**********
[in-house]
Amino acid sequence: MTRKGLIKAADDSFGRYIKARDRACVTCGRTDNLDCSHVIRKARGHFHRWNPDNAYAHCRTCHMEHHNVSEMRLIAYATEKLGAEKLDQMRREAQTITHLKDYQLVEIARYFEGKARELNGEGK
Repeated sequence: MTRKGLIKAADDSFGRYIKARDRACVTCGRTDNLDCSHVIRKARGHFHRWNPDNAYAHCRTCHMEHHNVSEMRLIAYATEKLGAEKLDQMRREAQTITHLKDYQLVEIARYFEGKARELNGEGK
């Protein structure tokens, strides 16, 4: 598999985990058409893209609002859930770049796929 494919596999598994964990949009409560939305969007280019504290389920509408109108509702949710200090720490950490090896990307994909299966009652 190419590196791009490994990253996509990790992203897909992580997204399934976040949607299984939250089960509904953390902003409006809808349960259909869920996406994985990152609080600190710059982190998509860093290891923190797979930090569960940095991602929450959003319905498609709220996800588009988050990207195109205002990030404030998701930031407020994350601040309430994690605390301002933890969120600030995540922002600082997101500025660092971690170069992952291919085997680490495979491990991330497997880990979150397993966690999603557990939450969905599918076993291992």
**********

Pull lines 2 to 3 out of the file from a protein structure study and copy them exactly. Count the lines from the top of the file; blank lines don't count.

Amino acid sequence: MTRKGLIKAADDSFGRYIKARDRACVTCGRTDNLDCSHVIRKARGHFHRWNPDNAYAHCRTCHMEHHNVSEMRLIAYATEKLGAEKLDQMRREAQTITHLKDYQLVEIARYFEGKARELNGEGK
Repeated sequence: MTRKGLIKAADDSFGRYIKARDRACVTCGRTDNLDCSHVIRKARGHFHRWNPDNAYAHCRTCHMEHHNVSEMRLIAYATEKLGAEKLDQMRREAQTITHLKDYQLVEIARYFEGKARELNGEGK